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Alouettes Fletcher is seizing his opportunity as the starter with Stanback gone


MONTREAL — Head coach Jason Maas had a message for Walter Fletcher after the running back signed a one-year extension with the Montreal Alouettes in February.

The Alouettes' No. 1 running back spot was going to be up for grabs with William Stanback leaving, but Fletcher wouldn’t be handed the position on a platter.

“You have to work for it,” Fletcher said of Maas’s phone call Monday after Alouettes practice at Stade Hébert. “Come in and work and we'll see what happens."

So far, Fletcher is seizing the opportunity.

The fourth-year American tailback took the starting role out of training camp, beating out Canadians Jeshrun Antwi and Sean Thomas-Erlington, and American Stevie Scott III. Now he's trying to run away with the position.

Fletcher scored two dynamic touchdowns in last Friday’s 23-20 win over the Edmonton Elks, helping the defending-champion Alouettes improve to 2-0 before their home opener Thursday against the Ottawa Redblacks.

The 27-year-old finished with 82 rushing yards on 12 carries and hauled in three receptions for 61 yards against the team that traded him to Montreal for a sixth-round draft pick in 2022. And that wasn’t all that Maas noticed.

“The things that everyone doesn't notice is the blocking that he does every week, very solid. And then the hard yards he got — there was no negative yardage runs, everything was positive,” Maas said. “There's a reason we were giving him a chance coming out of training camp. He's earned that.”

Knowing the starting job might be up for grabs, Fletcher changed his training regimen during the off-season.

For four days a week he woke up at 4 a.m. before driving 45 minutes from Bowie, Md., to the Under Armour headquarters in Baltimore to train with performance coach London Fitzhugh.

Fletcher’s main goal? To build up his strength and become a better pass blocker. After finishing last season weighing 197 pounds, the five-foot-nine running back entered training camp in May at around 208.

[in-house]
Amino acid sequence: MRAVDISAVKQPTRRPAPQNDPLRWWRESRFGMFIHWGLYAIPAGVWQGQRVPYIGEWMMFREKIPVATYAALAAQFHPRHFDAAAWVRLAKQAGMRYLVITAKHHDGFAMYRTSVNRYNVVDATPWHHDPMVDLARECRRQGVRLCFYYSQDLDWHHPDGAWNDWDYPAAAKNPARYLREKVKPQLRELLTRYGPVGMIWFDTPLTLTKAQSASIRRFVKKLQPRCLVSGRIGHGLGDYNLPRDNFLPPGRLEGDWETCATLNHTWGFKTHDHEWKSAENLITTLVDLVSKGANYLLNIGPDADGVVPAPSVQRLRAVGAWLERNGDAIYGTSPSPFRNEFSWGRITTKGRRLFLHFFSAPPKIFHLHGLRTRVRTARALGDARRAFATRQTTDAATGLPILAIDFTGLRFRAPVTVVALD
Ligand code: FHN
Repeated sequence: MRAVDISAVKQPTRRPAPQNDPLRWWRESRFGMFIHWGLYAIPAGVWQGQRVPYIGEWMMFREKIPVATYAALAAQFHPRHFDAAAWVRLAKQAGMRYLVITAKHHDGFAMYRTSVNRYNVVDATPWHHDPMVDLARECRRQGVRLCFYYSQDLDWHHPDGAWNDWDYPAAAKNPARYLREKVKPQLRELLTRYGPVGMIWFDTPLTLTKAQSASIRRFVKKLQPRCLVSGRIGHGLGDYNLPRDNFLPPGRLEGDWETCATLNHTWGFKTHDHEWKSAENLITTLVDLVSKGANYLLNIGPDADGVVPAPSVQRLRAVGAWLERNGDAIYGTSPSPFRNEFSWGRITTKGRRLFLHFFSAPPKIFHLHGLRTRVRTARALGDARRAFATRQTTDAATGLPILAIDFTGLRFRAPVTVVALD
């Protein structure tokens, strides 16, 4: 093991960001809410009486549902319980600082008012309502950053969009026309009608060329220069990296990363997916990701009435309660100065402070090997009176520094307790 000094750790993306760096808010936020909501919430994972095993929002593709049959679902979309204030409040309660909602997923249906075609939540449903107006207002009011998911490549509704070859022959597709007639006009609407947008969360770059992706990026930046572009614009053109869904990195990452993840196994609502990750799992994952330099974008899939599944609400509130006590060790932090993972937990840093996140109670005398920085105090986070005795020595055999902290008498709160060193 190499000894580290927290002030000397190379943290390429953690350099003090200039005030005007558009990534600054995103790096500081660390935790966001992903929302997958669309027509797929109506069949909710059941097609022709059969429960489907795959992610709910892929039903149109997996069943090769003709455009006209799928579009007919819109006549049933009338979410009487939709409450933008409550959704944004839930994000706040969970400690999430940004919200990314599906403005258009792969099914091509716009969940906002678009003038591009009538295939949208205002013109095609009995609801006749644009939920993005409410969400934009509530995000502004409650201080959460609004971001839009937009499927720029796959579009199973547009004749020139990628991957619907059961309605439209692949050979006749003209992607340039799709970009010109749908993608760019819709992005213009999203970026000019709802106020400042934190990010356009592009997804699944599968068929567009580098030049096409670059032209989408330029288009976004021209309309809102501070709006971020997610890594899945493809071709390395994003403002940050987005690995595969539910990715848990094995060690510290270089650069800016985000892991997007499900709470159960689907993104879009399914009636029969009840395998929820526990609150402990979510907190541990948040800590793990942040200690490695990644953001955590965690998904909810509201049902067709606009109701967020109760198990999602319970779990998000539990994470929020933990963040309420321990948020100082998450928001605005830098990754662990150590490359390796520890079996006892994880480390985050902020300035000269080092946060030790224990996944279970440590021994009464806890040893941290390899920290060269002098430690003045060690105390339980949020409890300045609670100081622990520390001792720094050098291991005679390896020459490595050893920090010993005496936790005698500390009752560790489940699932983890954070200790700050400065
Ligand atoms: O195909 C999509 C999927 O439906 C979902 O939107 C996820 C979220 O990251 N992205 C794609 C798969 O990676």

“Running the ball is great but if you can't protect the quarterback, which is Cody (Fajardo), then you won't play,” Fletcher said. “I've always had speed but being able to withstand a full season and being able to protect was key.”

Alouettes running back coach Dave Jackson said Fletcher’s increased strength and commitment to blocking were crucial factors in him getting the starting role to start the season.

"To take that spot he was able to flash that explosiveness … (but) the No. 1 thing is he earned the trust of everyone around him by him being able to protect the quarterback and protect the football,” Jackson said. “Fletch has been on point with his protection, he's been on point with his ball security, with his studying and preparation, and now it's just his talents that are able to shine."

Jackson said Fletcher adds a different element to the Alouettes’ offence than the six-foot, 233-pound Stanback.

“Fletch brings a little bit of twitch,” he said. “He's going to be able to put a shake on somebody and make them miss.”

Fletcher arrived in Montreal to fill in for Stanback after he broke his ankle at the beginning of the 2022 season, totalling 486 yards on 85 carries. Stanback, however, returned as the starter later in the campaign and carried it for all of last year as Fletcher played just seven games.

Stanback, appearing to be the odd man out in the Alouettes’ salary cap crunch, requested to be released by Montreal and signed with the B.C. Lions in February.

The move opened the door for Fletcher, who says waiting to get an opportunity is something he’s used to.

"That's kind of been my story since high school, man,” he said. “I had to always work my way up.”

In college, Fletcher transferred from Division III Randolph-Macon College to Division II Edinboro University of Pennsylvania before climbing to Division I Ball State as a graduate in 2019 and totalling 1,032 all-purpose yards.

Instead of getting impatient behind Stanback, or Elks tailback James Wilder Jr. before that, Fletcher took it as a chance to learn.

"I played with two of the premier backs in the league, so to learn from those guys is a blessing,” he said. “You see how they prepare, I watched their tape, I watched how they run the ball, watched how they protect. There's nothing wrong with learning by sitting behind guys.”

But deep down Fletcher knew that he would be a No. 1 running back in the CFL, and he believes his opportunity has arrived at the right time.

"At 27 years old, I’m kind of hitting my prime right now,” Fletcher said. “I know how to run, I know how to catch, now it's just being able to sustain a full season healthy and being able to withstand those hits as well."

This report by The Canadian Press was first published June 17, 2024.